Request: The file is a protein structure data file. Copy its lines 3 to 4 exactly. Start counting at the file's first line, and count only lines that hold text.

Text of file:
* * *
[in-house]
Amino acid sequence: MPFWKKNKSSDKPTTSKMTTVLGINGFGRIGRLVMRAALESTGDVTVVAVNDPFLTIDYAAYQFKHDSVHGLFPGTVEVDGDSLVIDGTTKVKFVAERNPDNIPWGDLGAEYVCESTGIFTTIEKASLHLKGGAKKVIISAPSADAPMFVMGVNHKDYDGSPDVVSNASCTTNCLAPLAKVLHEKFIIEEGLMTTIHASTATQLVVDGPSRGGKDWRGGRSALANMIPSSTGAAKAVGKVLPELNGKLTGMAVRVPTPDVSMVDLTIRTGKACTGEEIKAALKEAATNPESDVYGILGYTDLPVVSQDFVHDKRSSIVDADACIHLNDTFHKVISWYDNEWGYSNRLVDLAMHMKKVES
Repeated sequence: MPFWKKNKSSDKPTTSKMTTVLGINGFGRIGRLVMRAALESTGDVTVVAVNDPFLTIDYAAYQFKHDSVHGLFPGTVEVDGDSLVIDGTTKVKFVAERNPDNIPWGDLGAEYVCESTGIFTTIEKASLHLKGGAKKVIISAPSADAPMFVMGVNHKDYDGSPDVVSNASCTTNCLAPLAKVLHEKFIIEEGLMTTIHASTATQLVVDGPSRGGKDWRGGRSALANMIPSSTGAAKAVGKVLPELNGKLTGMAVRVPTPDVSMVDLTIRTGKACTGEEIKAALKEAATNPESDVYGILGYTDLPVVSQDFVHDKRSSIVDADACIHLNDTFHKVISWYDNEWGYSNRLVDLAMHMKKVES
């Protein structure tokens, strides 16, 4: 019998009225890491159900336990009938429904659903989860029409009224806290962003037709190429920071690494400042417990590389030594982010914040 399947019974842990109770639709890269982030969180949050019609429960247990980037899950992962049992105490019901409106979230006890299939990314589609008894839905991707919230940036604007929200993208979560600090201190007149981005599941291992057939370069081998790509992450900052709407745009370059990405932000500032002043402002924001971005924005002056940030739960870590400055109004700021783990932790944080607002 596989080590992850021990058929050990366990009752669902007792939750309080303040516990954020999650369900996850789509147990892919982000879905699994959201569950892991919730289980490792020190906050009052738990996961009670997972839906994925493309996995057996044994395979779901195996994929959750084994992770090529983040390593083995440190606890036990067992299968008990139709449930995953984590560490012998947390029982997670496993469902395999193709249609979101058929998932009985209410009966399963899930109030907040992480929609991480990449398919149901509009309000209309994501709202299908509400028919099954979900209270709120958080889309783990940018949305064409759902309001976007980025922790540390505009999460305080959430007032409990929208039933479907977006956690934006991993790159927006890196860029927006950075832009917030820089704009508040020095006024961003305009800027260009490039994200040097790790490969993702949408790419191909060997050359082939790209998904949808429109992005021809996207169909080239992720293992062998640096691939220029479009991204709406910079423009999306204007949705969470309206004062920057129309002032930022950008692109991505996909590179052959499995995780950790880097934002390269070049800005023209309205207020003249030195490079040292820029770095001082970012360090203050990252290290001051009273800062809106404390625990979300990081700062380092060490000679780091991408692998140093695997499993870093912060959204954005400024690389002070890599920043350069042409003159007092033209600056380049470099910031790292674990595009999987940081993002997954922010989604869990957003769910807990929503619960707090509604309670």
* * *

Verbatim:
Repeated sequence: MPFWKKNKSSDKPTTSKMTTVLGINGFGRIGRLVMRAALESTGDVTVVAVNDPFLTIDYAAYQFKHDSVHGLFPGTVEVDGDSLVIDGTTKVKFVAERNPDNIPWGDLGAEYVCESTGIFTTIEKASLHLKGGAKKVIISAPSADAPMFVMGVNHKDYDGSPDVVSNASCTTNCLAPLAKVLHEKFIIEEGLMTTIHASTATQLVVDGPSRGGKDWRGGRSALANMIPSSTGAAKAVGKVLPELNGKLTGMAVRVPTPDVSMVDLTIRTGKACTGEEIKAALKEAATNPESDVYGILGYTDLPVVSQDFVHDKRSSIVDADACIHLNDTFHKVISWYDNEWGYSNRLVDLAMHMKKVES
């Protein structure tokens, strides 16, 4: 019998009225890491159900336990009938429904659903989860029409009224806290962003037709190429920071690494400042417990590389030594982010914040 399947019974842990109770639709890269982030969180949050019609429960247990980037899950992962049992105490019901409106979230006890299939990314589609008894839905991707919230940036604007929200993208979560600090201190007149981005599941291992057939370069081998790509992450900052709407745009370059990405932000500032002043402002924001971005924005002056940030739960870590400055109004700021783990932790944080607002 596989080590992850021990058929050990366990009752669902007792939750309080303040516990954020999650369900996850789509147990892919982000879905699994959201569950892991919730289980490792020190906050009052738990996961009670997972839906994925493309996995057996044994395979779901195996994929959750084994992770090529983040390593083995440190606890036990067992299968008990139709449930995953984590560490012998947390029982997670496993469902395999193709249609979101058929998932009985209410009966399963899930109030907040992480929609991480990449398919149901509009309000209309994501709202299908509400028919099954979900209270709120958080889309783990940018949305064409759902309001976007980025922790540390505009999460305080959430007032409990929208039933479907977006956690934006991993790159927006890196860029927006950075832009917030820089704009508040020095006024961003305009800027260009490039994200040097790790490969993702949408790419191909060997050359082939790209998904949808429109992005021809996207169909080239992720293992062998640096691939220029479009991204709406910079423009999306204007949705969470309206004062920057129309002032930022950008692109991505996909590179052959499995995780950790880097934002390269070049800005023209309205207020003249030195490079040292820029770095001082970012360090203050990252290290001051009273800062809106404390625990979300990081700062380092060490000679780091991408692998140093695997499993870093912060959204954005400024690389002070890599920043350069042409003159007092033209600056380049470099910031790292674990595009999987940081993002997954922010989604869990957003769910807990929503619960707090509604309670």